middle of the run switched outlet

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  #1  
Old 12-14-04, 06:36 PM
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middle of the run switched outlet

I have a circuit which is all outlets. I want to have one of those outlets (in the middle of the circuit) controlled by a switch while leaving all the other outlets hot. Can that be done?
 
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  #2  
Old 12-14-04, 06:41 PM
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Yes, it can be done. You need to add a cable from the receptacle you want switched to the location you want the switch.
 
  #3  
Old 12-15-04, 09:04 AM
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Great! So power is coming from an unswitched outlet to the outlet I want switched, then to the switch, then back to the switched outlet, and then on to the next unswitched outlet, right? Would it be too much to ask for a description of the wiring? Or could you refer me to a diagram? Thanks.
 
  #4  
Old 12-15-04, 09:10 AM
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I'm confused. Do you want one of the existing receptacles to be switched, or do you want a new receptacle to be switched? In your original post, it seemed to be the former, but in your second post, you mentioned two different receptacles (one switched and one unswitched), so that left me wondering.

Clear this up and I can give you the very simple wiring instructions. Also tell me whether you want both halves of the duplex receptacle to be switched or only one half. You can have it either way.
 
  #5  
Old 12-15-04, 10:46 AM
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middle of the run switched outlet

You're right, I wasn't very clear. I want an existing outlet in the middle of a line of outlets to be switched, while leaving all of the other outlets (before and after) in the line hot.

It would be an added bonus if only one of the receptacles in the duplicate outlet were switched. Thanks for whatever assistance you can give me.
 
  #6  
Old 12-15-04, 11:06 AM
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Okay, here goes:
  1. Shut off the breaker. Make note of whether it is a 15-amp breaker or a 20-amp breaker that you shut off to kill this receptacle.
  2. As Bob said, run a new cable from where you want the switch to the receptacle you want switched. If the breaker was 15-amp, this should be a 14/2 NM-B cable. If the breaker was 20-amp, this should be a 12/2 NM-B cable.
  3. At the switch location, cut a box-size hole in the wallboard and install an "old-work" box.
  4. Put a regular single-pole switch in the switch box. Connect the bare wire to the green screw, and the black and white wires to the other two screws. Take a black magic marker and color the end of the white insulation black to indicate that it is a hot wire. This is called a "switch loop". The white wire here is not a neutral.
  5. Feed the new cable into the receptacle box through one of the unused knockouts. There are lots of tricks you can use to do this involving chains and coathangers, or whatever else your imagination can come up with.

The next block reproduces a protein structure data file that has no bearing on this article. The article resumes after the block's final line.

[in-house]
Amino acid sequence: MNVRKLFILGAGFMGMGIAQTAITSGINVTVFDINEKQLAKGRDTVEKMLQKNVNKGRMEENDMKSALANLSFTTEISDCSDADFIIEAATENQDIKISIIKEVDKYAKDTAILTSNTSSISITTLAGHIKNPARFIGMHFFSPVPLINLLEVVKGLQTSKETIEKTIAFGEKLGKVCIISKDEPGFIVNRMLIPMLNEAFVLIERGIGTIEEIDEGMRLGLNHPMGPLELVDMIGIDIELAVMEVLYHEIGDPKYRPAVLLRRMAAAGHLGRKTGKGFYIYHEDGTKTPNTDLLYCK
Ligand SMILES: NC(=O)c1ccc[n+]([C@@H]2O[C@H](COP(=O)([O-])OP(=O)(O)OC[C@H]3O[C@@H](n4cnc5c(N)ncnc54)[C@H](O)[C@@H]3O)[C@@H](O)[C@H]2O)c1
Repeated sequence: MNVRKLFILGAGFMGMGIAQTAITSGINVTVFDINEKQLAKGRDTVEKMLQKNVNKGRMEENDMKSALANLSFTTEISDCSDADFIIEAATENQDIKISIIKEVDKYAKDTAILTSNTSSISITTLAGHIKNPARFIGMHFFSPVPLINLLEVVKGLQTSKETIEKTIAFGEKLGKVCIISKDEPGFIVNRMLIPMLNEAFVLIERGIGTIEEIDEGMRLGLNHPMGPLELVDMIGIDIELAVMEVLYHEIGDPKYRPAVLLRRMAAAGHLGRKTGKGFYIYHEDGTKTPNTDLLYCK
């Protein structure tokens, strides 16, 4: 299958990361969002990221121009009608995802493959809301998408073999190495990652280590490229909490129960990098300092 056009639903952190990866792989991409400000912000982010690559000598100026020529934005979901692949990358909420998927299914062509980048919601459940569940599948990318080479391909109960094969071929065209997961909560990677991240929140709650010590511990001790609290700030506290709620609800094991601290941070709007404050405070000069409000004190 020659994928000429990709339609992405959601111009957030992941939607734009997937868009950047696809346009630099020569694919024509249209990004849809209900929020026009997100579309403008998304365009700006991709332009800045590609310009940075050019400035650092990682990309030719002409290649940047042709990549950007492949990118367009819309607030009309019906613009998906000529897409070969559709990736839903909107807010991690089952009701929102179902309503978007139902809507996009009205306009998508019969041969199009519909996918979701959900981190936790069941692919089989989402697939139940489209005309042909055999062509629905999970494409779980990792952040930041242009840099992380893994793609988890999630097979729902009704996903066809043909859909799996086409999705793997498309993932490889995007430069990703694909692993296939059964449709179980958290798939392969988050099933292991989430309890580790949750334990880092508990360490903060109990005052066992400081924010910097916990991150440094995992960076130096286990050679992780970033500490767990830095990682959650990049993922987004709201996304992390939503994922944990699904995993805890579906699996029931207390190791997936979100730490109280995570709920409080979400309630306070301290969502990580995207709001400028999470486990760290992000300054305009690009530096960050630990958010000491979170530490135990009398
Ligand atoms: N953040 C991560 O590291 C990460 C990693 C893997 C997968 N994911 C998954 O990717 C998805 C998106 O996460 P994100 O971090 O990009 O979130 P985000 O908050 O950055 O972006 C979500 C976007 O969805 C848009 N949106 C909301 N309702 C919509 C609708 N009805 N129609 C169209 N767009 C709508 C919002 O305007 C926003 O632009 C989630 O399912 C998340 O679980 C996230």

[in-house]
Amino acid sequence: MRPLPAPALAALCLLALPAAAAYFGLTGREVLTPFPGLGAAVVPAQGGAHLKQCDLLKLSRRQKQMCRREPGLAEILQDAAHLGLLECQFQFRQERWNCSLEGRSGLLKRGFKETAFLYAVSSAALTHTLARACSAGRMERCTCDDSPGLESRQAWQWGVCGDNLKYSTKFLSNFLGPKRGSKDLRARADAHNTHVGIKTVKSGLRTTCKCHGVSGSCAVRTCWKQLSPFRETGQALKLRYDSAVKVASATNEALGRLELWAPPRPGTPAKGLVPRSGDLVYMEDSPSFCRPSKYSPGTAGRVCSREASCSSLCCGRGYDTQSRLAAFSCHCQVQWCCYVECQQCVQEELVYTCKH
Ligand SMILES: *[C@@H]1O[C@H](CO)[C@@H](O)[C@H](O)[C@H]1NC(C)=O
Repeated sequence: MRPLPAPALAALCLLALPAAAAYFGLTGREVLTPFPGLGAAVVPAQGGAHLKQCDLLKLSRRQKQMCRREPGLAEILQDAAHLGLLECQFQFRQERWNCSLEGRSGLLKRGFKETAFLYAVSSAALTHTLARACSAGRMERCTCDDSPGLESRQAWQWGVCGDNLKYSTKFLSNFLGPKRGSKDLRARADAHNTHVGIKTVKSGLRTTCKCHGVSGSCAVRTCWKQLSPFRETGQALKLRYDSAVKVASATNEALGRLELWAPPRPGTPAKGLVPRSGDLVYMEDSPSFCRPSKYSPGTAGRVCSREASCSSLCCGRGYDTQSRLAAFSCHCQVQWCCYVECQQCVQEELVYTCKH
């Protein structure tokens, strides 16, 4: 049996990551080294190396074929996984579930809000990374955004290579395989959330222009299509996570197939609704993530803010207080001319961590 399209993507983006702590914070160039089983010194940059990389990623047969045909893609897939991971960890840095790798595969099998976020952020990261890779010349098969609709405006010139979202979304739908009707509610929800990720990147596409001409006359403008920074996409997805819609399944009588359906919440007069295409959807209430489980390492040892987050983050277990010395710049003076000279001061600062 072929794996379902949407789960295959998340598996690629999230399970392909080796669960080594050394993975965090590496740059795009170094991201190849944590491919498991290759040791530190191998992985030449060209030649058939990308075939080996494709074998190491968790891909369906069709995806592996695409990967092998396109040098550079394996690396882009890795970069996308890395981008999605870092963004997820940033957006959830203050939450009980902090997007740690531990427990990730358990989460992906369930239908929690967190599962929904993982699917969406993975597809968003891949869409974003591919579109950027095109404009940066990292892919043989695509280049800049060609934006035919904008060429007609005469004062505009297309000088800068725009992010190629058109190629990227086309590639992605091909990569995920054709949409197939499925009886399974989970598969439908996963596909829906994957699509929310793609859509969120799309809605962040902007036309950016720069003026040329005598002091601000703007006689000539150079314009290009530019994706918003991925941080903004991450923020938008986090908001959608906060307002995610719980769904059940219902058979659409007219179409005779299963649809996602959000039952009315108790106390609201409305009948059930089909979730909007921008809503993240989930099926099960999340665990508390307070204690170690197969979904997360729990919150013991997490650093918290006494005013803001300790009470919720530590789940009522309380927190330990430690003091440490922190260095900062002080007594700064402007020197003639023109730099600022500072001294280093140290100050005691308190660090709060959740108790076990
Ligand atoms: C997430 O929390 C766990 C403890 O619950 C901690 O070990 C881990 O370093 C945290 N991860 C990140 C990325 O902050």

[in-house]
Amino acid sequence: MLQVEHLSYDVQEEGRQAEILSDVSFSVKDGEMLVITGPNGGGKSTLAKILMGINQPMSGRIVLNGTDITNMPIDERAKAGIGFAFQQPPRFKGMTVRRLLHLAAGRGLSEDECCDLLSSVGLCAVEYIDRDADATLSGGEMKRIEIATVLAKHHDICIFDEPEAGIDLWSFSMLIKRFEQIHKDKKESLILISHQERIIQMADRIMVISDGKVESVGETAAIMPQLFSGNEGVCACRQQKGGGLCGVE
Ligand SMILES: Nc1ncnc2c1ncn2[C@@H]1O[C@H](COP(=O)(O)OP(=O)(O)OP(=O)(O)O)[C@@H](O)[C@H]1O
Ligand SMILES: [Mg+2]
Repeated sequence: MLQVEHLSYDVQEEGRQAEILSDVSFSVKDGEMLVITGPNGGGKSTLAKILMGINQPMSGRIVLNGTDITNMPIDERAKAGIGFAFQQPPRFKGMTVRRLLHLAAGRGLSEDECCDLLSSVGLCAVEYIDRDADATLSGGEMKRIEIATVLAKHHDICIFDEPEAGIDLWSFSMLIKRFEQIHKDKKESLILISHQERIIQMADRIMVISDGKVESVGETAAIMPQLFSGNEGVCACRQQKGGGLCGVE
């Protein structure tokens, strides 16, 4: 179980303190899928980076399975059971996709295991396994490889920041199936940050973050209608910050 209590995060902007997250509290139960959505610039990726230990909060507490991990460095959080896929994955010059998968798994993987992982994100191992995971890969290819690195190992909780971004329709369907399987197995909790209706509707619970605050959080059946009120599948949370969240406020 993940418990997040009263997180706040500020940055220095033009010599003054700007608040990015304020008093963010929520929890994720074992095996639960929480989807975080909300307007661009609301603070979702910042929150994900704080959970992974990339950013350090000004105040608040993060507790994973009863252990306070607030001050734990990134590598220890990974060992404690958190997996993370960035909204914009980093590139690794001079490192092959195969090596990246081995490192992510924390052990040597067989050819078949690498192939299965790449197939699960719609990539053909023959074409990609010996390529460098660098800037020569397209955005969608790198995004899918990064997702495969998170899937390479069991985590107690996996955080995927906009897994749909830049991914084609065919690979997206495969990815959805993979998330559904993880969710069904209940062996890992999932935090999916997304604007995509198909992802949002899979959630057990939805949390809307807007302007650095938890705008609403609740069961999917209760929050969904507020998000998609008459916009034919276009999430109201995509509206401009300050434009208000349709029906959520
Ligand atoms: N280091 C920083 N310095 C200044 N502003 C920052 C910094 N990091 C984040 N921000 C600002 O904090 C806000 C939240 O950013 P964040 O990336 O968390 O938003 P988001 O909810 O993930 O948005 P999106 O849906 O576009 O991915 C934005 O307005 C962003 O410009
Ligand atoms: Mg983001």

6. You will probably see old preexisting two black wires and two white wires connected to the receptacle (plus the grounding wires). If you see anything different, stop here and post back with what you do see.
  7. The wires are probably stuck into little holes in the back of the receptacle (bad way to do it). If so, use a very small screwdriver to release the wires. Otherwise, take the wires off the screws.
  8. Use a wire nut to connect the two old preexisting black wires to the white wire of your new cable (marked with that same black magic marker). Also in this wire nut, connect a 3" piece of extra black wire that you stole from a leftover piece of the cable you bought (a "pigtail").
  9. Now look closely at the receptacle you removed. On the brass screw side, you will see a small brass tab between the two brass screws. Use a pair of pliers to bend that tab back and forth a few times until it breaks off. This is how we are going to make only half of the receptacle switched. Do this only on the brass screw side, not on the silver screw side.
  10. Connect the other end of the black pigtail wire to the bottom brass screw. This will make the bottom half unswitched.
  11. Connect the black wire from your new cable to the top brass screw. This makes the top half switched.
  12. Connect the remaining two white wires (the old ones) to the two silver screws. (Well, if they were already connected to the screws rather than the backstabs, you could have just left the wires on in the first place.)
  13. Connect all three bare wires to each other with a wire nut, and run a bare pigtail to the green screw. You could also use one of those cool green wire nuts with the hole in the end. If the preexisting bare wires were crimped (unlikely), you will need to cut off the crimp and use a wire nut instead. Otherwise, if they already had a wire nut, you can probably just use it to add in your third bare wire.
  14. Turn the power back on and test.
  15. Shut off the breaker again and carefully repack both boxes.
 
  #7  
Old 12-30-04, 12:28 PM
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John,

Well the holidays interrupted my circuit project. I got back to it today, following all of your guidelines. Everything works great now. Your instructions were so clear even am amateur like myslef can avoid electrocution or house fire. Thanks for everything, and I hope you have a Happy New Year.

Joe (pastmaster)
 
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